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Innovation and Productivity: Using Bright Ideas to Work Smarter - TPRP 08/05

Recent innovation performance presents a mixed picture

Many New Zealand firms and industries lag their counterparts in other countries in productivity

In a study for the New Zealand Treasury, Mason and Osborne (2007), gathered information on productivity levels and growth rates in 21 specific industry sectors and compared them with corresponding sectors in the UK. In turn it is possible to make comparisons with a wider set of countries by drawing on a separate study comparing similar sectors in the UK, France, Germany and the United States (Mason et al, 2006).

From an innovation perspective, we are interested in multi-factor productivity (MFP) not only because it is a rough proxy for innovation but also because our analysis leads us to the view that levels of MFP are critical to the level of investment in capital equipment. And we know not only that low capital intensity is a secondary cause of lower output per worker but also that New Zealand firms are comparatively capital shallow.

While there are some measurement concerns in the study (particularly for the agriculture, forestry and fishing sector), there is a reasonably clear general picture: New Zealand is ahead of the UK in MFP levels in 7 sectors but behind in 14, sometimes substantially so (e.g. by more than 50% in a number of manufacturing sectors). Figure 2 shows the ahead and behind sectors over recent time periods.  It should be noted that the UK is itself a middling productivity performer within the OECD.

This mixed picture of sectors fits with the overall statistic of New Zealand’s low aggregate MFP compared with most OECD countries. Moreover, Osborne and Mason estimate that only a quarter of the overall difference in aggregate labour productivity compared to the UK arises from New Zealand’s employment composition being weighted towards sectors with comparatively low value-added per employee such as agriculture. The other three-quarters of the gap is accounted for by lower within-sector productivity differences mostly driven by lower MFP within these sectors.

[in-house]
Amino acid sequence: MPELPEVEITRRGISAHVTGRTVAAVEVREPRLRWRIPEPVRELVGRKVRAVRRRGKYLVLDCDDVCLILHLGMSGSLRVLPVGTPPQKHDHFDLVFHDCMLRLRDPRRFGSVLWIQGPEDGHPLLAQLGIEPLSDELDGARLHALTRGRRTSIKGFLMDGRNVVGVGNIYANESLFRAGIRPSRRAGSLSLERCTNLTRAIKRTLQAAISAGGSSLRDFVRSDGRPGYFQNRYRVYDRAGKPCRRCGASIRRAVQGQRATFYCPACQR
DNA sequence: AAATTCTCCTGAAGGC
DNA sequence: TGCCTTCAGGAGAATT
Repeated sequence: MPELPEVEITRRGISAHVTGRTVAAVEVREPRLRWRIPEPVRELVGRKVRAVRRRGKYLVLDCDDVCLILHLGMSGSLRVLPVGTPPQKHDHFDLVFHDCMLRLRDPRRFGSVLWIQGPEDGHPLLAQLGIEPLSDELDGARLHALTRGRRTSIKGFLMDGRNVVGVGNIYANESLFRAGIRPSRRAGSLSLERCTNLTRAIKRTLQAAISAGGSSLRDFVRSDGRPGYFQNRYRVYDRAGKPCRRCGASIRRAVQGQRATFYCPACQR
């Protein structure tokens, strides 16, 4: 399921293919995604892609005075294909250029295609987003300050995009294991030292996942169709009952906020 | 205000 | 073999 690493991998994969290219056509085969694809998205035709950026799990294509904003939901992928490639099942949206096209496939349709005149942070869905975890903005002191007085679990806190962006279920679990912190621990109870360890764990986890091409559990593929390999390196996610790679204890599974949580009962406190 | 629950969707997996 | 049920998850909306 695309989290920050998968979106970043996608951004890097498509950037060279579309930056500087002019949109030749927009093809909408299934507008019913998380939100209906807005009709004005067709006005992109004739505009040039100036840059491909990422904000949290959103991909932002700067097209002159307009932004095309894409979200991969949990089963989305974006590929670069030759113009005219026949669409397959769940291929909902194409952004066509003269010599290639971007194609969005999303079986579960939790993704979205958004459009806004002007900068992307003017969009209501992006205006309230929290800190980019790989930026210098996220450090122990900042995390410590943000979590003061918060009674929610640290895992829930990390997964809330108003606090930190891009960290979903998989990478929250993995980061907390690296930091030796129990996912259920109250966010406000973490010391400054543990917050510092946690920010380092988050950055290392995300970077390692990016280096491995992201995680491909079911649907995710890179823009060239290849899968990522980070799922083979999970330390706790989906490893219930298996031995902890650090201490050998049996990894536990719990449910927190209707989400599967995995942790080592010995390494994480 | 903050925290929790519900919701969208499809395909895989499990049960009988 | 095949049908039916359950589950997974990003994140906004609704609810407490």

Figure 2 – Relative multi-factor productivity (MFP) levels in market sectors, New Zealand/UK, 1995-97, 1998-2000, 2002-04 (Index numbers: UK=100, Three-year averages)
Figure 2 – Relative multi-factor productivity (MFP) levels  in market sectors, New Zealand/UK.

When it comes to statistics focused more specifically on knowledge and innovation, the mixed picture continues - with a bias towards plenty of room for improvement particularly in the successful commercialisation of good ideas.

While New Zealand has a good science and research base its record on business R&D and successful commercialisation is much weaker

New Zealand’s wider innovation framework is considered sound,such as policies around competition and firm dynamics, and the infrastructure for public research investment[9]. New Zealand has a strong research base: it is ranked 9th out of 23 OECD countries for the number of science and engineering articles per million inhabitants (figure 3) and is ranked 7th in the number of researchers per 1000 people employed. Business R&D has been increasing rapidly; it grew at an annual rate of 7% from 1995 to 2004, much faster than Australia, the UK, the US and the OECD average (figure 4), and 52 per cent of firms report some form of innovation, comparable to other OECD countries.